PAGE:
Helen McKenna, a senior policy adviser at the think tank, said: “There are opportunities to make better use of existing beds and initiatives to capitalise on these should continue, but with many hospitals already stretched to breaking point, reductions on the scale proposed in some areas are neither desirable not achievable.”
Chaand Nagpaul, head of the British Medical Association, said: “Serious questions need to be asked about whether these plans are realistic and evidence-based given it defies logic to cut bed numbers when we already don’t have enough.”
Mr Stevens said that he would only allow bed closures where NHS bosses could demonstrate local alternative treatments were being put in place first or where hospitals were remedying inefficiencies. The King’s Fund said that these tests lacked any real detail.
Saffron Cordery, of NHS Providers, said: “One of the key lessons from last winter was the importance of avoiding unsafe levels of bed occupancy.”
Mr Stevens agreed that hospitals would need to free more beds during the winter, promising an extra 3,700 would be opened for the busiest time of year as hospitals were told to prevent “bed-blocking” by elderly patients.”
Source: Times (pay wall)
“Great South West” LEP for LEPs! The South-West Regional Development Agency rising from its ashes?
We’ve had the Heart of the South West LEP!
We’ve had the “Golden Triangle” LEP (Exeter, Plymouth, Torquay)
We”ve even had the “Golden Quadrangle” LEP (Owl’s suggestion for adding in Cornwall or Dorset)
NOW we have the “Golden Pentangle” (adding in Cornwall AND Dorset)
yet ANOTHER unelected, unaccountable and non-transparent quango:
THE GREAT SOUTH WEST LEP!
first reported by Owl in August 2016 here:
An update …
It seems plans are well-advanced for the “super” Local Enterprise Partnership of Local Enterprise Partnerships! They now even have a (very poor) website!
Those who remember life BEFORE our own LEP will recall that it was preceded by the much-derided South-West Regional Development Agency (SWRDA) – so despised by the Tory/Lib Dem coalition that one of its first actions was to dispose of it and replace it with business-led, business-dominated, business-driven LEPs.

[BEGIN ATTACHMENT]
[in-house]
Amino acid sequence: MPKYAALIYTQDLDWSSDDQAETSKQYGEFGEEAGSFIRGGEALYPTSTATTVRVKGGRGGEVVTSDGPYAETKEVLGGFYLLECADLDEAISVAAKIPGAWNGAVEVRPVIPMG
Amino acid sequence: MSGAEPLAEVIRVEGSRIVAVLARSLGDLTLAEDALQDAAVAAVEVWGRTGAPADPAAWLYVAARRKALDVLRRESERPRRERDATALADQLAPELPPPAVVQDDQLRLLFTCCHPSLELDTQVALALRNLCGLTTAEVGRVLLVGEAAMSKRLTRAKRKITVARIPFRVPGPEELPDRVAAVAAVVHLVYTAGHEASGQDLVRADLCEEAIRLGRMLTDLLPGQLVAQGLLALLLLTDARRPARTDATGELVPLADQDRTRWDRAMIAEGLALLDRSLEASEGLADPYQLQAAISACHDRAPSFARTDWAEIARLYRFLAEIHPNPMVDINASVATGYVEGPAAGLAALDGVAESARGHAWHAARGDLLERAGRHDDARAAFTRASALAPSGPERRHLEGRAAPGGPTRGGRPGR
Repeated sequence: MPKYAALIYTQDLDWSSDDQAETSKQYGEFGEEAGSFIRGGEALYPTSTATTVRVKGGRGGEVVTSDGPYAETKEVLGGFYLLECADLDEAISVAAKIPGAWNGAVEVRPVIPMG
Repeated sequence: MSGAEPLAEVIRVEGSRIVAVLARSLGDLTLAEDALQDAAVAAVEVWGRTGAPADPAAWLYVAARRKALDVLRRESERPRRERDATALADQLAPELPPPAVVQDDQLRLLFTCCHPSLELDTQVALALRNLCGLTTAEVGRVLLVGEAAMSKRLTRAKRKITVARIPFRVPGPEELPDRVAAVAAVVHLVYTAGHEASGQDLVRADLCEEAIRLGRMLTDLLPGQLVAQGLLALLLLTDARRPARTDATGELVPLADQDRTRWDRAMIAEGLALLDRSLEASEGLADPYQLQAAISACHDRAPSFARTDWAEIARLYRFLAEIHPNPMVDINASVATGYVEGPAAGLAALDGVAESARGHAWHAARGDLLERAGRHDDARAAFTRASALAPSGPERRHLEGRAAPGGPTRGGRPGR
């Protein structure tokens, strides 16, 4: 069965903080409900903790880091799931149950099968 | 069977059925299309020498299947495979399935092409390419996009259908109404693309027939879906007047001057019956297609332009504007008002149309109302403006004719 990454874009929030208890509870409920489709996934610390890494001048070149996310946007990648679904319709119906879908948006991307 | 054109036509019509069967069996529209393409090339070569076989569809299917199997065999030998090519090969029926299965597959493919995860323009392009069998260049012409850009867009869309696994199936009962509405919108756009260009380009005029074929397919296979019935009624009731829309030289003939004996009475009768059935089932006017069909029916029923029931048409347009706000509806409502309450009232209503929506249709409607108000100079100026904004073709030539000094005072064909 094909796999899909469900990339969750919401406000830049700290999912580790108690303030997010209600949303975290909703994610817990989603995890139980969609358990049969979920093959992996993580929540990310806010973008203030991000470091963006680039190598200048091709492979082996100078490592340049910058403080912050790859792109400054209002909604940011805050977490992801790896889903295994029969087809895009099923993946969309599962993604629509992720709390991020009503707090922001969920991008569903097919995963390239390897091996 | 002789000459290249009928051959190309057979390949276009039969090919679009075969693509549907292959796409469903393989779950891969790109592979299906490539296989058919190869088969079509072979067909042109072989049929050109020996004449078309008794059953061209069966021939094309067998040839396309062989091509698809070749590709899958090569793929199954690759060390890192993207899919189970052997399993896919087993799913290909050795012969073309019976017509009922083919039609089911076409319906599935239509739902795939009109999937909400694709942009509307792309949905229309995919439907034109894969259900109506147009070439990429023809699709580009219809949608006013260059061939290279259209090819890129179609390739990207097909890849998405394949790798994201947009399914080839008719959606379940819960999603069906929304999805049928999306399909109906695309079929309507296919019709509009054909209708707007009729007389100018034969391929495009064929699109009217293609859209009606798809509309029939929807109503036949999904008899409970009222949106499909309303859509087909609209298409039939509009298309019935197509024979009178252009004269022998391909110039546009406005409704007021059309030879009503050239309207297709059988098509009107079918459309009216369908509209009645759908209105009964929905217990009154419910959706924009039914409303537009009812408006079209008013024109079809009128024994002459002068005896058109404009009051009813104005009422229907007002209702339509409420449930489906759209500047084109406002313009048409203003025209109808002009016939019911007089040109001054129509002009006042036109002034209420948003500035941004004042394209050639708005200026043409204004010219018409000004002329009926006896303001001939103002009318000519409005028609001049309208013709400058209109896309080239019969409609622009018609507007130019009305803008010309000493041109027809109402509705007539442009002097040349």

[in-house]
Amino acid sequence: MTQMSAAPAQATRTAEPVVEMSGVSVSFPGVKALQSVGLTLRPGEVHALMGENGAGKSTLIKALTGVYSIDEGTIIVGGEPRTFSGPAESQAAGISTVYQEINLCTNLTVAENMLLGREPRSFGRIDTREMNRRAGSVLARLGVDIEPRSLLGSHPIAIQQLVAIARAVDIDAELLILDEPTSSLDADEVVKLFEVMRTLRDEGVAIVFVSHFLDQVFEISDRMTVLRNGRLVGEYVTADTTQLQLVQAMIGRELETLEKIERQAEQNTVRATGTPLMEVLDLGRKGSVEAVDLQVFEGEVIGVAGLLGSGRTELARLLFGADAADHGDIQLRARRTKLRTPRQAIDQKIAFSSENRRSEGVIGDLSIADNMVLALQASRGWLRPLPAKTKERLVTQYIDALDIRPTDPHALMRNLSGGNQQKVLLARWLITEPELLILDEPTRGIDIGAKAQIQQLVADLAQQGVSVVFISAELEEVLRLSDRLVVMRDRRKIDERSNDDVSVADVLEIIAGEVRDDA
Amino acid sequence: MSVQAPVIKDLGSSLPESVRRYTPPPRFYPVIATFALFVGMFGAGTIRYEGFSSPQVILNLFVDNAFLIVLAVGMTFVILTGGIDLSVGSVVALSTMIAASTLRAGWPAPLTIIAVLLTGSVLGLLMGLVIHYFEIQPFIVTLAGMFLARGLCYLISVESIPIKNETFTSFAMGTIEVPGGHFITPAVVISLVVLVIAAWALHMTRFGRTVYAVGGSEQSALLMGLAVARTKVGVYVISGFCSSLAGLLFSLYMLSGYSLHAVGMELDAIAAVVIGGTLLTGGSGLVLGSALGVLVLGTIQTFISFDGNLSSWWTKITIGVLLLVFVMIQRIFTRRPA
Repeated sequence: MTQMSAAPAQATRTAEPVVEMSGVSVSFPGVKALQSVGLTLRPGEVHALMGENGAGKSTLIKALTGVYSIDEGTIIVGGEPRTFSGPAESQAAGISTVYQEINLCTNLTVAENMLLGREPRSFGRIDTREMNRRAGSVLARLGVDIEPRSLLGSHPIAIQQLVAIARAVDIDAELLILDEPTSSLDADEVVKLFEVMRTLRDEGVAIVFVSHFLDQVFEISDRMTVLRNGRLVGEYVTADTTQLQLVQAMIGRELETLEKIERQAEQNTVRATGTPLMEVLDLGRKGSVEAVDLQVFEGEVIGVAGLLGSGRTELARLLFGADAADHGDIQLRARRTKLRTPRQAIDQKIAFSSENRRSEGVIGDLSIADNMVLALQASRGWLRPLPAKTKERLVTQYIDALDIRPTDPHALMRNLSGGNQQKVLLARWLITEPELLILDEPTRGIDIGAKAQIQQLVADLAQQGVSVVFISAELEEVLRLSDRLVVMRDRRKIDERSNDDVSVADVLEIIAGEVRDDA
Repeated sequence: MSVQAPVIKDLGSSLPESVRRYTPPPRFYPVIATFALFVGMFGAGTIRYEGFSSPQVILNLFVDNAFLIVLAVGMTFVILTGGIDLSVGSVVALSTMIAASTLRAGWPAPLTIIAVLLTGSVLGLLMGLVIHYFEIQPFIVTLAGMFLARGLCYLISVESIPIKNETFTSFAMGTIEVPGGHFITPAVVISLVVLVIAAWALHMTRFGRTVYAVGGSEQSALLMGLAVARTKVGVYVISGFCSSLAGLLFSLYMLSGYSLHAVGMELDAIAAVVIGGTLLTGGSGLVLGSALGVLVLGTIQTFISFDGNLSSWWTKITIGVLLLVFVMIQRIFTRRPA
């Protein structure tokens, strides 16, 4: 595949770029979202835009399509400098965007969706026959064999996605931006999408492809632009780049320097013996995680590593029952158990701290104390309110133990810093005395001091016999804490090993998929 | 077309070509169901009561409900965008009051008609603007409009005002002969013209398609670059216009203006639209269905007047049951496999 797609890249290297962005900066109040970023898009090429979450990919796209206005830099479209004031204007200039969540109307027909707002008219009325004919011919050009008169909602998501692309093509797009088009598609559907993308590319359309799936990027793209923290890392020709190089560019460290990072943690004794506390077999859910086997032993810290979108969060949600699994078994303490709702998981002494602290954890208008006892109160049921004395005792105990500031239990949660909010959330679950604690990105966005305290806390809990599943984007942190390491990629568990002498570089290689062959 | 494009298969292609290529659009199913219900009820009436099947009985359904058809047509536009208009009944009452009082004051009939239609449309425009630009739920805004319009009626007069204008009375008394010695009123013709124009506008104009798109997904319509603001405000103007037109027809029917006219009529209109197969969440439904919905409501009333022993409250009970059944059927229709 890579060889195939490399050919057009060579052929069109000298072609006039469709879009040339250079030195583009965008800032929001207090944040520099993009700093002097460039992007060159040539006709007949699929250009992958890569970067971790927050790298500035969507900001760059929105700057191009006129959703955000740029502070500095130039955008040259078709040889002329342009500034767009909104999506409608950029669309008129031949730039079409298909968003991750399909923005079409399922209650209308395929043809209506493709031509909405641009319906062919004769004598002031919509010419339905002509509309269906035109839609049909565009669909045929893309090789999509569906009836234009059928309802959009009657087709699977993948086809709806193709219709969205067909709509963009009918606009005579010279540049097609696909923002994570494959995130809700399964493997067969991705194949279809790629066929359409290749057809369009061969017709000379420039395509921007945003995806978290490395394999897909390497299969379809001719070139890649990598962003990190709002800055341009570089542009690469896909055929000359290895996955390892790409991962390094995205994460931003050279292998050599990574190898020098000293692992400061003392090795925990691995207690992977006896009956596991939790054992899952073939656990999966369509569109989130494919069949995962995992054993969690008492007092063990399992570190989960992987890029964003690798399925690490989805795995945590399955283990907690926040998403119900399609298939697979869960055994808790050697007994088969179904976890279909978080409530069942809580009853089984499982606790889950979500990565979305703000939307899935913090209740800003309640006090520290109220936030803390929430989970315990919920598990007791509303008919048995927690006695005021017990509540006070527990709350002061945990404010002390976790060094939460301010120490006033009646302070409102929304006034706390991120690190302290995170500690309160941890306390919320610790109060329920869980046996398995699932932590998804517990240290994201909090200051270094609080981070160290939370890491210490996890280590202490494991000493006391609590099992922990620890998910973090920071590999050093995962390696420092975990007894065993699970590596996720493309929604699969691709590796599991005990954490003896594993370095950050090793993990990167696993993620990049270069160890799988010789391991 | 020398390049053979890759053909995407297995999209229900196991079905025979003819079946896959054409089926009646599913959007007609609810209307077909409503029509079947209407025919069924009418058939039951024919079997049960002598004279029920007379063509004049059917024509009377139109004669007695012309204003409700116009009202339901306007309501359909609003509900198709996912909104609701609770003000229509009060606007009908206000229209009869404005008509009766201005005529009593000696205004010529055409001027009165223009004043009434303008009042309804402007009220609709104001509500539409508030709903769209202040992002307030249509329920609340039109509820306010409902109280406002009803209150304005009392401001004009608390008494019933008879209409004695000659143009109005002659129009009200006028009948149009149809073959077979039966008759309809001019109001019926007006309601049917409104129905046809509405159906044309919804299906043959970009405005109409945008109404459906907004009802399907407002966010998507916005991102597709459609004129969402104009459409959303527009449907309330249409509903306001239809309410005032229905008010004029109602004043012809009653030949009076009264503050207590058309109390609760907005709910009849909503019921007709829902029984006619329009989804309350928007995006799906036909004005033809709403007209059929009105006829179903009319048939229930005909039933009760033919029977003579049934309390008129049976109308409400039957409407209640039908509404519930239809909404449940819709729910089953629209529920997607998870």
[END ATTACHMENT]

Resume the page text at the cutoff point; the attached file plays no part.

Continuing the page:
In our case it didn’t exactly work that way as OUR LEP (Heart of the South West – ie Devon and Somerset) decided to employ at a vast salary ex-SWRDA senior manager Chris Garcia – who is so beloved of our LEP that they raised his salary 26% last year!
However, he will perhaps be miffed that the job of CEO of the CEOs of all these LEPs has not gone to him but to Rozz Algar, a former Human Resources Manager:
Want to know what this “super” LEP is planning for us? Go to their NEW (riddled with grammar and spelling mistakes – OWL has spotted SIX spelling mistakes on its home page alone!) website at:
And hear LEP-speak like you’ve never heard it before! Including that old chestnut about how many hospitals it COULD (but won’t) build!
“AN INTRODUCTION TO GREAT SOUTH WEST?
[Yes there really IS a question mark at the end of that heading!!!]
The South West of England is a great place. It is poised for a step change in prospertiy and productivity. When the productivity in the South West of England matches that currently in the South East we will add over £18bn a year to the UK’s economy. That’s enough to build a new NHS hospital every week.
Our economy is already bigger than that of Manchester and more than two and a half times that of Birmingham – with the single largest infrastructure project in Europe already underway (generating billions of pounds of business opportunities) and the best natural capital in the country (attracting more visitors than anywhere else outside London).
[Just in case you don’t realise it, they are talking about Hinkley C nuclear power plant – that great white elephant in North Somerset]
The pubication of the SW Growth Charter in 2016 started our journey to promote our great region and we welcome the continuing support of stakeholders across the region to hlep in shaping our opportunities and building the momentum.
Our strategy for greater prosperity is to collaborate to promote
a self-sustaining and resillient South West ….
with innovation, enterprise and infrastructure ….
with productive people and rewarding careers …
utilising our natural and entreprenurial capital …
and sharing the benefits for all
We are focused towards having a clear and consistent strategy in time for the Autumn Statement.
WHAT DOES THAT MEAN IN PRACTICE?
Great South West looks to build on existing good practice and collaborative working such as the science and innovation audit
By working together as a region will ensure that the South West has a strong voice to highlight investment opportunities to national and international private and public investors; as well as projecting a positive and progressive image for all
It will help to support the economic growth and prosperity of the whole region by linking up programmes and ensuring that the asks and priorities are consistent and reflect the strengths of the region
The Great Southwest does not intend to impede individuals or groups from their own initiatives or joining with others. We will not be a bureaucracy; but look to support and add value where it can.
It aims to support a flourishing private sector and a highly skilled population able to make the most of the great opportunities that the South West has to offer